In the case of the Newtown tragedy, I’m separated by but two steps. My mother knows Rob Charach, the principal of Linden Christian School in Winnipeg, MB. And Linden is the school that was attended by six year old Ana Marquez-Green (pictured to the right) and her brother until her family moved to Newtown a few months ago. Ana was among those precious twenty children killed by Adam Lanza in Newtown, Connecticut.
On Christmas Day Ana’s mother posted some comments on her Facebook. At the end of her comments she turned to address her beloved child:
“Sweet Ana, I know our healing as a family will come only from our heavenly Father. I know this is your best Christmas yet — at home with our Lord and Saviour. As your mom I just wish we could have had a few more to celebrate here on earth. You died so needlessly.
“For Christmas I bought you a Kindle Fire HD the night before you died. My Christmas promise to you now is to continue to love the Lord with all my heart, mind and strength and to do whatever I can to make sure more kids can be safe … and to send out the message that “love wins”. I still sleep with your special blanket, most nights in your bed.” (See the CBC article that references this passage here.)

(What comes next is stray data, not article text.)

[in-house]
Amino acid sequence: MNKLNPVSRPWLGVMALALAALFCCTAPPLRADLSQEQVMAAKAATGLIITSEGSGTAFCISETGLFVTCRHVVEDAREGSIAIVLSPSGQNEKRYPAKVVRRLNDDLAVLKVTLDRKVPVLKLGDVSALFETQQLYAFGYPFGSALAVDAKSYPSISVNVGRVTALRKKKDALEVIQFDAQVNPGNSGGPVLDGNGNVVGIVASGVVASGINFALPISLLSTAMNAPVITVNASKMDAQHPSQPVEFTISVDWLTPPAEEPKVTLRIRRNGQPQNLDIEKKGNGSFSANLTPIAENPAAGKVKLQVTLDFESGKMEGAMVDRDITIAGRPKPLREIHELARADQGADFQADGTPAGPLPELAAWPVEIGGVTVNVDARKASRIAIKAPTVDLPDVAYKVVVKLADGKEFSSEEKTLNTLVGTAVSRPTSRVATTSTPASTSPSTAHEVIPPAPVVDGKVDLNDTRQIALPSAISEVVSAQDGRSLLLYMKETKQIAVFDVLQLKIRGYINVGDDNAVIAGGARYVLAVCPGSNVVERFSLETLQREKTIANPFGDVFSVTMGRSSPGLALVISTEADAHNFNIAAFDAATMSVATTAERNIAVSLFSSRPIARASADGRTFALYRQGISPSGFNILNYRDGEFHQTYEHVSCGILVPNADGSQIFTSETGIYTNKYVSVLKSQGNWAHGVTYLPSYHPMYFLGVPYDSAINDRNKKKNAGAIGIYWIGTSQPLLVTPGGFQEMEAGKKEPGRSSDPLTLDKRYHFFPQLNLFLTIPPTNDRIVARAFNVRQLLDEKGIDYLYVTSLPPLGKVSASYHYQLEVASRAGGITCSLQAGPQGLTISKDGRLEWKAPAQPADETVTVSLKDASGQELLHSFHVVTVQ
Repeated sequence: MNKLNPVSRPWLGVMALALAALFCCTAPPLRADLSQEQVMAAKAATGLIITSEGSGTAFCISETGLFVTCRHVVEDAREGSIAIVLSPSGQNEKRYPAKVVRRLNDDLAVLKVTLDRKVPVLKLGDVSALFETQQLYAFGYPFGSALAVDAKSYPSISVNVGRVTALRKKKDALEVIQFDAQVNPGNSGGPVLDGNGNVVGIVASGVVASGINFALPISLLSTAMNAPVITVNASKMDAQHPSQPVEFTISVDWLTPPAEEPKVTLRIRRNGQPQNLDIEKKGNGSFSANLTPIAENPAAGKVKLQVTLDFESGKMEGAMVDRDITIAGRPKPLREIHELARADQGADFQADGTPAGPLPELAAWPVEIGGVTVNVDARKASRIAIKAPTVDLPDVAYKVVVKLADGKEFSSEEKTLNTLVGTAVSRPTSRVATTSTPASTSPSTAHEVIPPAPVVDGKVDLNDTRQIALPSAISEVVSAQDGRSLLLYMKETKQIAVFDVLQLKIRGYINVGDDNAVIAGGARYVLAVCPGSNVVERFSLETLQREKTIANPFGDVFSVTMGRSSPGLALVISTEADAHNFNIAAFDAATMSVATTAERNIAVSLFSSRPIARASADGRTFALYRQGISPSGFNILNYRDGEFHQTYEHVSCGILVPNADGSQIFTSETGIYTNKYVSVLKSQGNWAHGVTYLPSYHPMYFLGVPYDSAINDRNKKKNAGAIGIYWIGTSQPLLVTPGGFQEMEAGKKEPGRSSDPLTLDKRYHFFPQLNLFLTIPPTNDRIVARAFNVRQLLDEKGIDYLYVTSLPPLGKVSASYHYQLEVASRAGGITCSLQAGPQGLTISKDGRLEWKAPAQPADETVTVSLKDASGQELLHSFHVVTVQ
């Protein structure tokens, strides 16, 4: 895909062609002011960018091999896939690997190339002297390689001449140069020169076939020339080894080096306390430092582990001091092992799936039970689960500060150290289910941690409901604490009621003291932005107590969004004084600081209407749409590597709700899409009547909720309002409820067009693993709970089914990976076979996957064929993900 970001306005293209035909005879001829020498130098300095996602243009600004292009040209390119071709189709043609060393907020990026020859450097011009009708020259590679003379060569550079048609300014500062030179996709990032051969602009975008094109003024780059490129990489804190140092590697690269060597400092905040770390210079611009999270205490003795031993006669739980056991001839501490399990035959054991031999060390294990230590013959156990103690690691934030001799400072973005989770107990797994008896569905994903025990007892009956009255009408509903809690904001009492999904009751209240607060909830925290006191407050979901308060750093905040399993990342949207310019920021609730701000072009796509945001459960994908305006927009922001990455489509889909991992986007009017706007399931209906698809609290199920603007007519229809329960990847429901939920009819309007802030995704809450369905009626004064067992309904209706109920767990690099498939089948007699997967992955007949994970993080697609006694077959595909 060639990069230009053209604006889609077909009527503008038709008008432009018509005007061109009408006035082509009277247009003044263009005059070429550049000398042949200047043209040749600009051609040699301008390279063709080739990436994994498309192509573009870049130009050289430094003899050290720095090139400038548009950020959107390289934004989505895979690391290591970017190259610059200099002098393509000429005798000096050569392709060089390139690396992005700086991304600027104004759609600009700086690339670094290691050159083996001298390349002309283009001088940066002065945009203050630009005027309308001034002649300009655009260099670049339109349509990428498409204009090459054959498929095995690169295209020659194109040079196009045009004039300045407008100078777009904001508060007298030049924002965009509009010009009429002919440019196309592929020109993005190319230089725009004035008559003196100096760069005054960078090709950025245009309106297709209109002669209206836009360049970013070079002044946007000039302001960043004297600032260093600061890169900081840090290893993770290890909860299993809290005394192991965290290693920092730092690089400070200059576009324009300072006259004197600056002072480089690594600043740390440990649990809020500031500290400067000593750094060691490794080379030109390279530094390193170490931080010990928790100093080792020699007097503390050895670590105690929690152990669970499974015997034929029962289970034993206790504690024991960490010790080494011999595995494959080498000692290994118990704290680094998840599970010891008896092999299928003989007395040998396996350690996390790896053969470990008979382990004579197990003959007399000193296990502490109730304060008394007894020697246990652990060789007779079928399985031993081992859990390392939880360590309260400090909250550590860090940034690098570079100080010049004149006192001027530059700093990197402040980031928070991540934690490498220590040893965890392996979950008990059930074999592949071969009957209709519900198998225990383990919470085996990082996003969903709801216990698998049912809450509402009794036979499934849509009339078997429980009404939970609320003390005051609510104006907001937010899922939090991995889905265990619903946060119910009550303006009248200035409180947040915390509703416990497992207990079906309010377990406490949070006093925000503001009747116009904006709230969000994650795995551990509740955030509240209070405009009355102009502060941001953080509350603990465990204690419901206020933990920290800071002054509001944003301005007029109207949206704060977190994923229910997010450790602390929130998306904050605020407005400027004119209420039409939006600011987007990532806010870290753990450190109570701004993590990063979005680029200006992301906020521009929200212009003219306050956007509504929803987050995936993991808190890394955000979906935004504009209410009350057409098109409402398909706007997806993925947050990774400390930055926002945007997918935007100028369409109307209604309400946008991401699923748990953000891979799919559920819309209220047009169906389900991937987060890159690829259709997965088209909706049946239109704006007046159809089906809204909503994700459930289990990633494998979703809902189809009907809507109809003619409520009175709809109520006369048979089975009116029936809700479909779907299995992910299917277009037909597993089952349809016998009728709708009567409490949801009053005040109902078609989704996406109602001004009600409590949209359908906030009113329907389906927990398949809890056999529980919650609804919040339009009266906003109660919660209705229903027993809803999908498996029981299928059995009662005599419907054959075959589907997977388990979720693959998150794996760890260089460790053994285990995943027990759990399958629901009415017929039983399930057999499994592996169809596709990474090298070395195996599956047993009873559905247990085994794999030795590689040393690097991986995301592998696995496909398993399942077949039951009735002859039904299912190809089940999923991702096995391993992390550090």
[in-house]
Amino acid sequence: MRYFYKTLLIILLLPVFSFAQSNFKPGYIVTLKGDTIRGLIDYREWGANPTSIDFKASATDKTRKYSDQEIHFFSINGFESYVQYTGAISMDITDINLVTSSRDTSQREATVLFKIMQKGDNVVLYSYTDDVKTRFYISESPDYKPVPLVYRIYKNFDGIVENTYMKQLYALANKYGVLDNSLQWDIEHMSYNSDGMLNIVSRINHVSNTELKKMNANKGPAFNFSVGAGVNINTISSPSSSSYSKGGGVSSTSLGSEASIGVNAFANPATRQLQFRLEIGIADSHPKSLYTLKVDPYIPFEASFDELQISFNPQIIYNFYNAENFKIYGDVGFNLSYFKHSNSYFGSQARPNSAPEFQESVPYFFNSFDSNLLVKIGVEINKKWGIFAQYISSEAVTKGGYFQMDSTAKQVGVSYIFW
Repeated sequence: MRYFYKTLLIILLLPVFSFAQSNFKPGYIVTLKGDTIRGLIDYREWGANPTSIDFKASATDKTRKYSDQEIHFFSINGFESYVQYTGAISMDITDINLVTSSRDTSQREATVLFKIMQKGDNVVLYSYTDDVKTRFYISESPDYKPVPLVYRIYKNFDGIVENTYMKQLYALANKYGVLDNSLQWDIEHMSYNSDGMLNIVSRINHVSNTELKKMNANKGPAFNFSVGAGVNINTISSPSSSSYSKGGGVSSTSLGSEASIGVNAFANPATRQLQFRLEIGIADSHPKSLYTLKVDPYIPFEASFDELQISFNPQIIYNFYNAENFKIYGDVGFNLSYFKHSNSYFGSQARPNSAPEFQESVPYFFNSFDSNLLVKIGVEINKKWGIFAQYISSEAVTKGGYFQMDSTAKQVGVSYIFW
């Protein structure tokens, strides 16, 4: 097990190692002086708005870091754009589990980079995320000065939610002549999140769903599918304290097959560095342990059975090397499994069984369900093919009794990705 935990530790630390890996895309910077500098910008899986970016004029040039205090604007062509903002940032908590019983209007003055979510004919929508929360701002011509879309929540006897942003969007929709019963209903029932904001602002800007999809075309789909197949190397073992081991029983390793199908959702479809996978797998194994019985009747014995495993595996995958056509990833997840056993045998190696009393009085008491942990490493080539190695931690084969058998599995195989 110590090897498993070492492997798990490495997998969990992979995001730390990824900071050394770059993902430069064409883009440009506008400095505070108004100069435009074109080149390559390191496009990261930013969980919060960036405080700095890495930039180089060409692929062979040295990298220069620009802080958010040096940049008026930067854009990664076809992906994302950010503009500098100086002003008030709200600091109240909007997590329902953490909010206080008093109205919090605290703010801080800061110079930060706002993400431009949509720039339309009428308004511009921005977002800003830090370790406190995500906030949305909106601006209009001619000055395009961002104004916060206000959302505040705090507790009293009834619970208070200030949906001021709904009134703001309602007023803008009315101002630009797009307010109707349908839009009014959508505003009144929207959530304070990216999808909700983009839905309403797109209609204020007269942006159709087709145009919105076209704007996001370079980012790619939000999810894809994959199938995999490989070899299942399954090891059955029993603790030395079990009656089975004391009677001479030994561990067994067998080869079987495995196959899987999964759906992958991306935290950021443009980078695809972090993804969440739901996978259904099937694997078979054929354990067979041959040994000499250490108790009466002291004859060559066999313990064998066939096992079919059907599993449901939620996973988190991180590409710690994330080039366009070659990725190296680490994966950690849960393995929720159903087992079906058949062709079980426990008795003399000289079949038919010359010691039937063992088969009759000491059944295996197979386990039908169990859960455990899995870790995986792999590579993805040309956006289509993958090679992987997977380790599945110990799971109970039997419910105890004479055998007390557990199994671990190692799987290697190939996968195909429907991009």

These haunting words bring me back to the birth of my child a decade ago. The first emotion I experienced was a massive, breathtaking love. Followed immediately in its train was a desire to protect. While I had expected to experience these two emotions, I was caught off guard by the sheer intensity of the feeling. However, it was the third emotion that really surprised me. It was fear. I hadn’t expected to experience fear. But in that moment I realized that it was carried in the train of love and the desire to protect. For with those intense emotions came a new vulnerability. What if I should be unable to protect this new life? What if the bond of love should be broken? And so as the nurse handed me that new life — Can I really hold her?, Am I doing this right? Is she okay? — overwhelming love was mixed with abiding fear.
Ana’s parents now live every parent’s worst nightmare. What is it like to wake up thinking all is well? And then moments later as you emerge from the fog of sleep you look around the room and realize you’re in your daughter’s bed … alone …. And for another agonizing day you enter the nightmare again. Nightmares are supposed to be restricted to your sleeping hours, aren’t they? What do you do when the nightmare becomes your waking life?
There are glimmers of hope as Ana’s mother holds on to the promise that love wins. In times like this it helps to say the words, even when you’re not sure you believe them. If I woke up every morning in my daughter’s empty bed, clutching her special blanket would I still believe that love wins? I don’t know. But I hope at the very least that I should still be able to say the words.